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execution Capital punishment has, historically, been a mainstay of most systems of judicial punishment, although it is only recently that systematic work has been carried out by historians either on the incidence of the use of the death penalty, or on its broader cultural significance. If we confine ourselves to Europe in the late medieval and early modern periods, we find that at least initial studies have been completed on England, France, Amsterdam, and parts of Germany. The English and German evidence in particular suggests that levels of capital punishment rose in the late sixteenth and seventeenth centuries, and dropped in the later seventeenth and eighteenth, although both levels of execution and methods of killing varied enormously between individual territories. Perhaps more interestingly for the history of the body, it is possible to trace changes in the ceremonial of execution. The continental European evidence is perhaps more relevant here than the English: in England, condemned criminals were usually hanged, whereas in many continental states what were considered more atrocious crimes were followed by aggravated punishments. Perhaps the best documented of these is breaking on the wheel, where the condemned was tied by the arms and legs to a large wheel, the limbs being subsequently broken. Other refinements (rarely administered) were the tearing of the flesh of the condemned with red-hot pincers, the cutting off of hands, and the cutting out of tongues.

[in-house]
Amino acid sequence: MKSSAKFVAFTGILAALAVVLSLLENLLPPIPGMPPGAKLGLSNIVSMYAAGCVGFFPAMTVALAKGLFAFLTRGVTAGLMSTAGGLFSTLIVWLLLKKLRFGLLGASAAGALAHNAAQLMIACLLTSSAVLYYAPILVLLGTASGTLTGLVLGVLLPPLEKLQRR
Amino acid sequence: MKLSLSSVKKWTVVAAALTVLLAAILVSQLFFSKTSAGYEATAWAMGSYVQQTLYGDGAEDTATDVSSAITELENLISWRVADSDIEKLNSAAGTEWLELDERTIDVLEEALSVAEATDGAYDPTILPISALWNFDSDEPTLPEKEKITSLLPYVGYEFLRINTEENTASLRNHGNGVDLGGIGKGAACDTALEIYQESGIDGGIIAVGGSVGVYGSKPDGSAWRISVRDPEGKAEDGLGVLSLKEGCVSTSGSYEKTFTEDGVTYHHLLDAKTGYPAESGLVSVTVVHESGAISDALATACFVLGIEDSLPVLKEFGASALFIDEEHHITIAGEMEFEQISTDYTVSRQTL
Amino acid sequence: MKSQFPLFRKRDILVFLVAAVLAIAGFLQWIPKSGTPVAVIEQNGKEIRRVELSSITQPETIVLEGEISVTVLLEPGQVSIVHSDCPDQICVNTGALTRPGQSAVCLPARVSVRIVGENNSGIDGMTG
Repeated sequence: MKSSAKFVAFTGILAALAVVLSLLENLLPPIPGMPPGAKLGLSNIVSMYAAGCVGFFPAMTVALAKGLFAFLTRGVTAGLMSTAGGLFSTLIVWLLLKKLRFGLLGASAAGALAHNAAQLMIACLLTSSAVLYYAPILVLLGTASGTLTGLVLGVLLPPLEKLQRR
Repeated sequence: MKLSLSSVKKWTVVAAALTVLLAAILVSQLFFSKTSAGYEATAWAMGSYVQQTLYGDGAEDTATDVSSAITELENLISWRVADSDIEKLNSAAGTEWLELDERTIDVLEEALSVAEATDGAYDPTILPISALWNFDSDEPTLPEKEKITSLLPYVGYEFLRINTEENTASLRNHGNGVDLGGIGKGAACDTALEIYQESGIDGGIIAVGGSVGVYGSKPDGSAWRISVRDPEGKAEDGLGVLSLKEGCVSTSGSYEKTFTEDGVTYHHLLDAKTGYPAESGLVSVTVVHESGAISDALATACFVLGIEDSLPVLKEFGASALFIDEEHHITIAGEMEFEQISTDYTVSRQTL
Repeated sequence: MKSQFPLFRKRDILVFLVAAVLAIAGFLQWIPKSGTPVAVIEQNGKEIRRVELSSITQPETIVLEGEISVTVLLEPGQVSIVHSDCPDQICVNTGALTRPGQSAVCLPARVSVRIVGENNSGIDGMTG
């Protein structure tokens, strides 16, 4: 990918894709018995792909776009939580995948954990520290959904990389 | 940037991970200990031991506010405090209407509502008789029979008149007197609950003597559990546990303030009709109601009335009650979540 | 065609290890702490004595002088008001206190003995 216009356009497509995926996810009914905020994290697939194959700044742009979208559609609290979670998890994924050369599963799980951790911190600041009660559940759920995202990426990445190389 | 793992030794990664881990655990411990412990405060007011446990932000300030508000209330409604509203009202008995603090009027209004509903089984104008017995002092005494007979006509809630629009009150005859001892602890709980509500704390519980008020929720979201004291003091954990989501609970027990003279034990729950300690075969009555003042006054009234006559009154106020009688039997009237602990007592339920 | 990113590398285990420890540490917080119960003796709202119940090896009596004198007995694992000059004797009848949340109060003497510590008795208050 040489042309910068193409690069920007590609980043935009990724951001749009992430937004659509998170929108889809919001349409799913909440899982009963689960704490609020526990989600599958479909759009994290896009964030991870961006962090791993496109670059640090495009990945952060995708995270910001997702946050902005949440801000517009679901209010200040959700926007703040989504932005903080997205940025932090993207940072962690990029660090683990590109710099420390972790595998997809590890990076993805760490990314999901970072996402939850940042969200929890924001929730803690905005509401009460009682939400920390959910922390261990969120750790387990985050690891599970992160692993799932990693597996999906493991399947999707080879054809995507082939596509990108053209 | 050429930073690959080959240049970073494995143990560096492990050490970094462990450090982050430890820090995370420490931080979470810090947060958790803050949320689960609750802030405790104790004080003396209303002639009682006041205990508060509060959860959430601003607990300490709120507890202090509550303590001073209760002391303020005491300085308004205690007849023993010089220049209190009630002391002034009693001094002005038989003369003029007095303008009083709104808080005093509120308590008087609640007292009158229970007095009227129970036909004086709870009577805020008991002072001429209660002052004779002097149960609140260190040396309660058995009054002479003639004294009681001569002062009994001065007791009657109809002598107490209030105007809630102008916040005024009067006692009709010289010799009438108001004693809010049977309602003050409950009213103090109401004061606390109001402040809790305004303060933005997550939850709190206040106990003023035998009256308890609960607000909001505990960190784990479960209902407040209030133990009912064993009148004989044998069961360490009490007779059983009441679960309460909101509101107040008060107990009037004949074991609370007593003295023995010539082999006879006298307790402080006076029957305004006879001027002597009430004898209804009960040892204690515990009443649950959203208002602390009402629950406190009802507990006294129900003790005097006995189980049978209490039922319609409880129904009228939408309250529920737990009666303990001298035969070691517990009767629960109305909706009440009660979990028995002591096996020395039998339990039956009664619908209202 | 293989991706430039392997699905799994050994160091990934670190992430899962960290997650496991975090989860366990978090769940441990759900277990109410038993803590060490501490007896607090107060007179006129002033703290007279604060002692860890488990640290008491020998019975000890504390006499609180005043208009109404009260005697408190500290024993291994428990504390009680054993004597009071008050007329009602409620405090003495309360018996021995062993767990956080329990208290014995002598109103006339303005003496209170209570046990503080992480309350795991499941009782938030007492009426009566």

Obviously, study of both the actual practice of execution (public in most European states and in North America before the nineteenth century) and the symbolism and rituals attached to the phenomenon is of considerable interest to historians of the human body. Unfortunately, direct comment on this matter was rarely made by contemporaries, and the historian of such matters has usually to work by inference. It is therefore interesting to consider the remarkable commentary that the English judge and legal writer Sir Edward Coke (1552–1634) made on the punishment in England for male commoners convicted of High Treason, namely hanging, drawing, and quartering. Here the various elements of the punishment are directly related to contemporary ideas surrounding various parts of the human body.